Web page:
Real estate investment trusts (REITs) earn rent and are a good way for investors to get passive monthly income. H&R Real Estate Investment Trust (TSX:HR.UN) is the second-largest Canadian REIT with a market cap of $6.2 billion.

At under $22 per unit, it offers an above-average yield of 6.2%. Investing $10,000 today would generate $620 in passive annual income. Should income investors consider it today?

First, let’s take a look at its business.

The business

H&R is a diversified REIT of 518 properties with 47.1 million square feet across a portfolio of office, retail, and industrial assets in Canada and the United States.

In the quarter that ended in March, H&R generated 53% of same-asset operating income from office assets, 38% from retail assets, and 9% from industrial assets.

In the same period, it generated 33% of same-asset operating income from Ontario, 30% from the U.S., 27% from Alberta, and 10% from other Canadian provinces.

Particularly, in the U.S. H&R owned 85 retail assets, eight residential assets, and seven office assets at the end of the quarter. As well, it had 33.6% interest in the ECHO portfolio of 207 retail properties.


Since 1997 H&R has maintained a strong portfolio occupancy of more than 95%.

H&R earns a meaningful portion of operating income from the U.S. With the current stronger U.S. dollar against the Canadian dollar, this exposure is seen as a strength.

H&R earns a meaningful portion of operating income from Ontario, which is one of the most economically stable provinces in Canada.

In the first quarter, H&R’s adjusted funds from operations payout ratio was 82%, which provides a margin of safety for its monthly distribution.


H&R earns a meaningful portion of operating income from Alberta. Any Albertan exposure is viewed negatively because oil prices remain weak, even though they have recovered from lows recently.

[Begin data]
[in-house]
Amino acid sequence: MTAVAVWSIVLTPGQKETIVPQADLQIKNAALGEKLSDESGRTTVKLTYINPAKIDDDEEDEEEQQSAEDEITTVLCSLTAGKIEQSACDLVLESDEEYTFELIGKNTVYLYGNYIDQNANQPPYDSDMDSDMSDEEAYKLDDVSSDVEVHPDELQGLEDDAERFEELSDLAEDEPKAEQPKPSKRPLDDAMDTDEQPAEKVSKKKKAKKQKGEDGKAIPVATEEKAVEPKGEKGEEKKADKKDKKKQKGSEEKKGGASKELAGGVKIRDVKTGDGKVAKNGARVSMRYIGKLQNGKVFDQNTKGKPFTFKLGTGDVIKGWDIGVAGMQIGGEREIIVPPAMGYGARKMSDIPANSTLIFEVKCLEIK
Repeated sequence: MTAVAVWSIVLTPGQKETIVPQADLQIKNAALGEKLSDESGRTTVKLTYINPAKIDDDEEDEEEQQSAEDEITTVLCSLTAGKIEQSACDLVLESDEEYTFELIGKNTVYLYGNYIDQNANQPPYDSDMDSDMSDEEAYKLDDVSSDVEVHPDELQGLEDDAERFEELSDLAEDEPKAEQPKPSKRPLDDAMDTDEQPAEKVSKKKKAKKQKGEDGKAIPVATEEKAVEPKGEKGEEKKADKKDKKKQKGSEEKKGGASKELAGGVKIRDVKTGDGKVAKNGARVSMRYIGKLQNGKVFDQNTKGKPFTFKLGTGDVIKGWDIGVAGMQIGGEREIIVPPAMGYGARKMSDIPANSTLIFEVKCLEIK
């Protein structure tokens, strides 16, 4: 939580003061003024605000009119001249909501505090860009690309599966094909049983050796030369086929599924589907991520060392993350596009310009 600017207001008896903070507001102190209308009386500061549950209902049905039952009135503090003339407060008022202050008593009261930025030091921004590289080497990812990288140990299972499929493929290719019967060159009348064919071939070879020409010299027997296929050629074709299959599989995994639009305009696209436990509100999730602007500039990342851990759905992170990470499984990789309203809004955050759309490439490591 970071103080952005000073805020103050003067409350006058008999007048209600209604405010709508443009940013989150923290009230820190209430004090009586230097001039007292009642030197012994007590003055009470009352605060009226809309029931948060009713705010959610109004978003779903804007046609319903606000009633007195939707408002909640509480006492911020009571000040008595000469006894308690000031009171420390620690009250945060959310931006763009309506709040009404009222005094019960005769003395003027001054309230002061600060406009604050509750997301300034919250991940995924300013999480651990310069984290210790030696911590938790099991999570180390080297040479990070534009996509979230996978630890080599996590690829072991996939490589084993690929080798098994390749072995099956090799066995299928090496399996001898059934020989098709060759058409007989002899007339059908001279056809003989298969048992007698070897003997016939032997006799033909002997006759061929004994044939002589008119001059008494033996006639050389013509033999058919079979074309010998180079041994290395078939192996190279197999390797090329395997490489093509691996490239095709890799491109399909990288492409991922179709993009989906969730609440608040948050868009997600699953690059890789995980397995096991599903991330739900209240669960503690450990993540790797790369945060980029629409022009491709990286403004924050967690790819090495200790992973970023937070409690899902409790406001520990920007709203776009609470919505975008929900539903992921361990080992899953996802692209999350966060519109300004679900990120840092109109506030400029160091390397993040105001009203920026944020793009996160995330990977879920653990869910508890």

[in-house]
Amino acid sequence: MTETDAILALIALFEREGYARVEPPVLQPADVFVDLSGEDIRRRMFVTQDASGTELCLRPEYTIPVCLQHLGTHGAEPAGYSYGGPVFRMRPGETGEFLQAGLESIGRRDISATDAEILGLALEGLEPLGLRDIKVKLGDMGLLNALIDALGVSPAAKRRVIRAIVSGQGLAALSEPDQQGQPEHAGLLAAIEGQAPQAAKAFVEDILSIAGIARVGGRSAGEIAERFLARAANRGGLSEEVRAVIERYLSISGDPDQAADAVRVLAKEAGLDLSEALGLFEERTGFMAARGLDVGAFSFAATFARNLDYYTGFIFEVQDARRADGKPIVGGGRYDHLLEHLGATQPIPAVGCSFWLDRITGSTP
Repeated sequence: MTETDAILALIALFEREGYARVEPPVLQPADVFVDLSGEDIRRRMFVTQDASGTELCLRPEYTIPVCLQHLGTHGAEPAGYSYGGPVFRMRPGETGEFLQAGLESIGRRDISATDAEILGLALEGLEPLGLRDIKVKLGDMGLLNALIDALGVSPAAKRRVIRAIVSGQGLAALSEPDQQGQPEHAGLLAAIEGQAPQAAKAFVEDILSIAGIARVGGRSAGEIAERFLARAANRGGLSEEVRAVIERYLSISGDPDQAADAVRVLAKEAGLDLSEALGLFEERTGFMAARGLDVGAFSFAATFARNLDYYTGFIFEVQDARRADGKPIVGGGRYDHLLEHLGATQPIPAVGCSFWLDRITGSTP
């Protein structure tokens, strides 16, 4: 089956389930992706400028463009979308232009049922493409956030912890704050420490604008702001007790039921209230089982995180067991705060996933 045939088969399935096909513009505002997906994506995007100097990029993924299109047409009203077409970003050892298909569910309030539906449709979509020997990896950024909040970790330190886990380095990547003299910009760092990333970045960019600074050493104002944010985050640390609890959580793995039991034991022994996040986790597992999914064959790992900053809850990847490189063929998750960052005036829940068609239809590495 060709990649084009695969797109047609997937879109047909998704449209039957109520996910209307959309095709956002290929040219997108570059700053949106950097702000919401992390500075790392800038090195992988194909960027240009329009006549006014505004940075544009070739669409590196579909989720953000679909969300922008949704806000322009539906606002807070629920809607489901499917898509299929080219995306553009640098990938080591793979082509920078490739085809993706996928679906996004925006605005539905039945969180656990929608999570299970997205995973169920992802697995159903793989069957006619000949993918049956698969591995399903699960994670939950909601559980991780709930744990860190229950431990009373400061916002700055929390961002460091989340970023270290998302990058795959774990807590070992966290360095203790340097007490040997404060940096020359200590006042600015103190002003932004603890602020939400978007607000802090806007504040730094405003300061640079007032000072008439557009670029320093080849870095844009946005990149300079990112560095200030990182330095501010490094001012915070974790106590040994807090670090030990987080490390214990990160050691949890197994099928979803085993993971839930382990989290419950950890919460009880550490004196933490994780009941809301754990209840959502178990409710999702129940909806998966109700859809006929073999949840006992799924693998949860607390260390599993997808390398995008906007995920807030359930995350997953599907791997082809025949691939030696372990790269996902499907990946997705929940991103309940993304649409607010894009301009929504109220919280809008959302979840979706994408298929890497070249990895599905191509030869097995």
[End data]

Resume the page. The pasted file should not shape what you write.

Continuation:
Furthermore, Encana Corporation, whose earnings and cash flows are expected to continue their slides this year, contributes 11.4% to H&R’s rental income.

Compared to the first quarter of 2015, in the first quarter of this year H&R’s same-asset occupancy of its Canadian portfolio declined 2.3% and its U.S. portfolio declined 0.7%.

Although the occupancy levels in Ontario and other Canadian provinces also declined for the REIT, it wasn’t surprising that the Canadian portfolio occupancy was dragged down the most by Alberta’s occupancy, which went from 98.4% to 93%.

During the financial crisis in 2009, H&R cut its distribution in half. To this day, the distribution hasn’t recovered to its previous level.


For the time being, H&R’s distribution yield of 6.2% looks safe as its payout ratio sits at 82% with some margin of safety.

Its U.S. portfolio shows greater strength than its Canadian portfolio. However, its Albertan portfolio is weighing on its performance, so its shares are priced at a slight discount of about 11% from its book value.

It’s uncommon but not impossible to find yields of about 6% without Albertan exposure. So, investors should either consider H&R at a lower level or explore other safer REIT opportunities for monthly income.

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Fool contributor Kay Ng has no position in any stocks mentioned.